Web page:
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Best kakigori in Tokyo

Ice, ice baby. Here are Tokyo's best kakigori shaved ice desserts to beat the heat

Kaila Imada
Written by
Time Out Tokyo Editors
&
Kaila Imada
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Japan's traditional summer treat, kakigori (shaved ice with syrup), has been making a strong comeback over the last few years: specialist shops have been popping up all over town, regularly attracting queues that border on the ridiculous. 

The trend shows absolutely no signs of slowing down, and this once summer-only dessert is now served year-round. These shops and cafés are also constantly churning out new and creative flavours to keep the hype going – think tiramisu, avocado and even tomatoes. 

This guide points the way to Tokyo's very best shaved ice shops and cafés, many of them open throughout the year.

RECOMMENDED: The most decadent parfaits you should be eating right now

Tokyo’s ice champions

  • Restaurants
  • Cafés
  • Nakano

Located in a quiet residential neighbourhood of Nakano, Mamatoko turns out some pretty creative shaved ice desserts. The owner of the shop, Asako Harada, is known as the 'Queen of Shaved Ice' and with good reason – she's eaten approximately 1,800 bowls in a single year. Take a seat at one of the counter spots and enjoy one of Harada's unique creations such as shaved ice with seasonal fruit toppings accented with sake lees, (the paste-like mixture left over from sake production) or a kakigori topped with granola. Flavours change with the season, so check the menu posted on the shop's Twitter before heading over.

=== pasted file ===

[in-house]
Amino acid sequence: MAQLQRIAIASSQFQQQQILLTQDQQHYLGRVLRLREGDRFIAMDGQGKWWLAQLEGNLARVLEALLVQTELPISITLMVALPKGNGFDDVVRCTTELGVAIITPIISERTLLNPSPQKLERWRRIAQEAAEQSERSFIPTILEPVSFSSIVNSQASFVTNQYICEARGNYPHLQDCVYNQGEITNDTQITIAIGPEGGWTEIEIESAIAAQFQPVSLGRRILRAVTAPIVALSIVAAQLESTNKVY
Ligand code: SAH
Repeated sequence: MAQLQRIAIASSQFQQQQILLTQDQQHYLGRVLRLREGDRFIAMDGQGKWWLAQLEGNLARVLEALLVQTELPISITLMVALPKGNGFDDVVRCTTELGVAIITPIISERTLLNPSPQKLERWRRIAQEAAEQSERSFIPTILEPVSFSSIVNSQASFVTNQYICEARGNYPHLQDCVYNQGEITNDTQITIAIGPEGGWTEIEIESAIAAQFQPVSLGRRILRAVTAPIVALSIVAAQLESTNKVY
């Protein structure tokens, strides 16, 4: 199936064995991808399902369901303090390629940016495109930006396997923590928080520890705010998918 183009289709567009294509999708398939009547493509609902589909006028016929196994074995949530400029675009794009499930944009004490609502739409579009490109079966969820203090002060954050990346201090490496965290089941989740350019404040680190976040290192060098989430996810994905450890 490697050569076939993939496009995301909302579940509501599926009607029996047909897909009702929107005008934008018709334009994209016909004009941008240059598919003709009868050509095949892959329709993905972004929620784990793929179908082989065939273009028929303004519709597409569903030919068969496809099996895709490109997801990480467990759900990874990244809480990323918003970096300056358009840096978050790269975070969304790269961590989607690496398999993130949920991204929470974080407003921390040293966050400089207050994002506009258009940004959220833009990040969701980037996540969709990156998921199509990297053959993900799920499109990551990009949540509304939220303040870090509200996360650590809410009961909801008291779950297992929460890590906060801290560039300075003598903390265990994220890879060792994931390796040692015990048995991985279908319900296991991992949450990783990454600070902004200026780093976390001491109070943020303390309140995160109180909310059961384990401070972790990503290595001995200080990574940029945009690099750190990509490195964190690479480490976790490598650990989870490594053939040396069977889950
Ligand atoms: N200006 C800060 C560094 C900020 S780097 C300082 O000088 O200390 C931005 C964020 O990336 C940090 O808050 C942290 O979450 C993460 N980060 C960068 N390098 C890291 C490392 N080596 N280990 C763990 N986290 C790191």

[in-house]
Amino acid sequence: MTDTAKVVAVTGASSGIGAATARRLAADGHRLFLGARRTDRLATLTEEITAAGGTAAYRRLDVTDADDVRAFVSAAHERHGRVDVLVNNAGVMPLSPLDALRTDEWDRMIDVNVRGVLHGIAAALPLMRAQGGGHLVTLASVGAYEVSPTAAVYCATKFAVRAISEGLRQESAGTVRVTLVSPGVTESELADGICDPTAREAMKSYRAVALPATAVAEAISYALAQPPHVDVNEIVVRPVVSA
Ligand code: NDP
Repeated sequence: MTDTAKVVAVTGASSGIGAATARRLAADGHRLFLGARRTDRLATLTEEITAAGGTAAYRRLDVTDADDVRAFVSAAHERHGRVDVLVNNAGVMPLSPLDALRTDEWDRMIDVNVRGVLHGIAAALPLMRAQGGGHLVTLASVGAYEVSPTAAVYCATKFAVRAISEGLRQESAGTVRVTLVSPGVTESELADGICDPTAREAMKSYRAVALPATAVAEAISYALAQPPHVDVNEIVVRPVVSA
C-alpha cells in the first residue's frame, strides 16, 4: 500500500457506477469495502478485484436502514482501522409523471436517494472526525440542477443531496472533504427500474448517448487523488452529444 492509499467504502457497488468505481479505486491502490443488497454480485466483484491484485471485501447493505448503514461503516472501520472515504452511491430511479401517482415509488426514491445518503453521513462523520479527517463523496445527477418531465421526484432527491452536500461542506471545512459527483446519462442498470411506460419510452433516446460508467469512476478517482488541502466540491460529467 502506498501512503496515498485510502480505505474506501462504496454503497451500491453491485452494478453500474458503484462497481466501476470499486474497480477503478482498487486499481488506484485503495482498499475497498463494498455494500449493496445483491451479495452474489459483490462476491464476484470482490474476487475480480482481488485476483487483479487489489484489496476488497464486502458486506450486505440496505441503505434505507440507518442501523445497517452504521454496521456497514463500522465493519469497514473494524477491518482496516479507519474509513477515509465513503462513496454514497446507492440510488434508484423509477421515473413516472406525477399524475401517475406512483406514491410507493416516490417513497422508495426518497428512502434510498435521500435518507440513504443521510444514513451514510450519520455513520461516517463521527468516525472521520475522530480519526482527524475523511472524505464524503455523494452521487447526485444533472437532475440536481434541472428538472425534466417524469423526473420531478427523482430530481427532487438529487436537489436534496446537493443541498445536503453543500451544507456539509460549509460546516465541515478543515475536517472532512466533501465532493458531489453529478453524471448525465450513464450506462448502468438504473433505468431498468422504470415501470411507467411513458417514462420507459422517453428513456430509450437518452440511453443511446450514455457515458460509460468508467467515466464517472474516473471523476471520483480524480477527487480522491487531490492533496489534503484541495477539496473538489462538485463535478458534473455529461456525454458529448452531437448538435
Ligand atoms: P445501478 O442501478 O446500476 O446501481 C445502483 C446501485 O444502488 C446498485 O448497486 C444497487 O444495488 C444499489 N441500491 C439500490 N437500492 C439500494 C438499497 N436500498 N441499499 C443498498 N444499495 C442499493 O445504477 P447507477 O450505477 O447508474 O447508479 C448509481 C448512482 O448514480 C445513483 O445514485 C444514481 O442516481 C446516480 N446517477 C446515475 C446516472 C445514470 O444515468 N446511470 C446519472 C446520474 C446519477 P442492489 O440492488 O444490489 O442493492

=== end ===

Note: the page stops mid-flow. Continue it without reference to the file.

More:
• Restaurants
  • Cafés
  • Omori

This tiny kakigori shop in Shinagawa has been turning out delicious fluffy bowls of shaved ice since opening in 2019. If you can't snag a seat inside, don't fret, Nekogoori also offers takeaway cups of shaved ice creations, so you can even enjoy them even on the go. The shop uses ice made with pure filtered water and often features seasonal fruits such – think peaches and melon in summer. The ice is drizzled with Nekogoori's house-made syrup and condensed milk to get just the right amount of sweetness.  The shop tends to have irregular closing days, so check the official Twitter before heading over.

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  • Restaurants
  • Ogikubo

This homely Ogikubo restaurant offers creative takes on ramen and curry, but their cooling kakigori makes it worth a visit on its own. Seasonal shaved ice flavours range from fresh apple and spiced milk in the autumn to classic strawberry and apricot milk in the warmer months. If you'd rather know what's on the menu beforehand, keep an eye on Neiroya’s Twitter for news on the most up-to-date flavours.

  • Restaurants
  • Cafés
  • Ginza

This Ginza shop and café specialises in ginger syrups and fruit confitures, and its shaved ice creations combine the two. The year-round kakigori menu consists of shaved ice topped with housemade ginger milk and served with a jar of confiture (kiwi, strawberry or orange ginger). Its monthly seasonal selections are equally stunning: think foamy espuma or milk tea cream topped with blueberries and mini macarons.

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  • Restaurants
  • Shinagawa

At this ramen and kakigori joint, owner Naoki Saito is something of a shaving specialist. He used to plane surfboards by hand before moving on to ice and surf’s loss is definitely kakigori’s gain. While most kakigori places just pile on the ice, Saito creates his icy heap with a hollow centre to keep it from melting too quickly. The café is famous for its housemade condensed milk, which is drizzled on to form the base for your chosen topping. Experimentalists should opt for pistachio cassis, strawberry espuma or avocado caramel.

  • Restaurants
  • Tea rooms
  • Shinagawa